Boats outlive watermen who crafted them
By Cindy Beamon
Albemarle Life Editor
Wednesday, December 6, 2017
Old wooden boats that have outlived the Currituck watermen who built them may end up on the trash heap or fire pit unless someone rescues them.
The late Travis Morris, who wrote about the history of hunt clubs, fishermen and boats in Currituck, had hopes of restoring the relics. The boats are unique because they are made of wood, not fiberglass like most boats today. They were designed to navigate the rough, shallow waters in the Currituck Sound during a time when wildfowl and wealthy sportsmen flocked to the county in abundance.
Morris kept the now-decaying boats in sheds that are falling apart themselves. Other boats are covered with vines after years of being stored on the ground.
Property owners intend to tear down the old sheds and get rid of the boats soon. Before that happens, the Currituck Boat Committee is offering ancestors of the boat makers or others a chance to save the vessels, now stored on a lot off Caratoke Highway behind Currituck Reality where Morris used to work.
"The boats were built locally by these craftsmen at the time that didn't know they were craftsmen. It was just their way of life," said Penny Leary-Smith, who serves on the county-appointed committee.
The county has restored some boats that Morris and his partner Wilson Snowden collected. The "Mother Goose" and others are already on exhibit at Corolla Historic Park. Plans have been drawn, but not yet approved, for a new museum that will house the historic boats and tell their stories.
Restoring the remaining boats built more than a half century ago would be expensive, said Snowden, a boat committee member. The job will also require the expertise of a boat builder familiar with wooden boats. Most boats today are made out of fiberglass, but this collection was made from planks of juniper, he noted.
Currituck watermen crafted the boats for their own use and for hunt clubs that catered to wealthy business tycoons from the north. At the time they were built, "Currituck County was the mecca of duck hunting," added Rodney Kight, chairman of the boat committee.
Snowden said some of the boats were designed to offer a little comfort in rough conditions on the Currituck Sound. The V-hulled boats, like the one built by Blanton Saunders, were better than flat-bottomed boats for crossing choppy waters.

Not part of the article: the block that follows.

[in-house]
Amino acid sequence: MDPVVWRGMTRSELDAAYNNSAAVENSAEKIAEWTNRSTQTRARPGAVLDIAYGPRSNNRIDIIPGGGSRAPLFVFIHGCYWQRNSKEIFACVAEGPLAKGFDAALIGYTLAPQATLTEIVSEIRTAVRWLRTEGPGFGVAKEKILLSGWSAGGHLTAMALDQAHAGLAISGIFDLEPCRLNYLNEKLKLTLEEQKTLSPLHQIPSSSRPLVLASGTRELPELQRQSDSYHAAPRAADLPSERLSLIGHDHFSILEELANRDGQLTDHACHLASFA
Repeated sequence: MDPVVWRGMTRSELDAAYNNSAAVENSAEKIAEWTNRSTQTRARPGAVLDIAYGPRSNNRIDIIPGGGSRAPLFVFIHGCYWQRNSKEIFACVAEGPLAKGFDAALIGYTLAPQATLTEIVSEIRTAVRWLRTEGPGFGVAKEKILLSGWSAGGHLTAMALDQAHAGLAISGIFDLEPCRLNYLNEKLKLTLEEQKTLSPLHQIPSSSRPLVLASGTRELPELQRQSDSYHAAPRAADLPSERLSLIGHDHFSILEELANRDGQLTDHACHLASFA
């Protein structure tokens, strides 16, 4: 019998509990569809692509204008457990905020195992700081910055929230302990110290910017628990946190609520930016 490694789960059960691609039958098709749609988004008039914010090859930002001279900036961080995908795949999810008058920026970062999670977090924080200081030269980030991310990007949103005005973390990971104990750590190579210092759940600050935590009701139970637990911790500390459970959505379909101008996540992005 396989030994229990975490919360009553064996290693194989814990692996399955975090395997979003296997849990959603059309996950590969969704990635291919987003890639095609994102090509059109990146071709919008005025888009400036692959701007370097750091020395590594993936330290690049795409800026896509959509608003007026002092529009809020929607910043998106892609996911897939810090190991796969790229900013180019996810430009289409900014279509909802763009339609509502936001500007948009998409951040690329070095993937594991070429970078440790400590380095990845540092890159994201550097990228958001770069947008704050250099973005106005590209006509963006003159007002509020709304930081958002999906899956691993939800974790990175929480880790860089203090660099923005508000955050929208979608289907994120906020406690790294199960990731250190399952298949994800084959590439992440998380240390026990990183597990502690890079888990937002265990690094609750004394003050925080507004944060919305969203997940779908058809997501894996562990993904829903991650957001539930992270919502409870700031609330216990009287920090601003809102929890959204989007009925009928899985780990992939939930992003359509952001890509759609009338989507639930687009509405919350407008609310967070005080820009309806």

"The flat bottom boats will shake you to death on a day like today," Snowden said during an interview last week.
Another V-hull boat built by John Guard had a wooden cap that kept the splash off hunters while crossing the sound, he said. Boats like the "Cavato" and "The Dare" were designed to ride higher at the bow to cut through choppy water. Snowden said heavy inboard motors, weighing 700 to 800 pounds, also helped lessen the bounce.
"You won't see this one flopping around," he said about one of the 26-footers.
When hunters reached the right spot, they would hop aboard flat-bottomed skiffs, like those made by Joe Hayman, Billy Corbell and Pat O'Neal. The skiffs with 9 horsepower motors could float in only four-inches of water, making them perfect for navigating through shallow reed beds.
The skiffs were also popular with game wardens because they could run across shoals without getting stuck.
Snowden said making the boats out of wooden planks, like the V-hull by Blanton Saunders, was not easy. The planks were steamed so they would bend into the right shape. If the boards were not fitted properly, they would make a popping sound after wood dried. That sound -- loud as a shotgun firing -- was bad news. Fixing the problem was nearly impossible, he said.
In their heyday, the locally crafted boats were highly valued, noted Kight.
"To somebody living and working on the water, they were a valuable piece," said Kight, nodding toward the boats that have fallen into disrepair. Restoring them to their former glory will not be an easy task, he said.
"Some of them are well past anybody doing anything with them," said Kight.
Kight said people may inquire about the boats by leaving a message on his cell phone at 453-8449. The boats will need to be relocated to a different location by February, he said.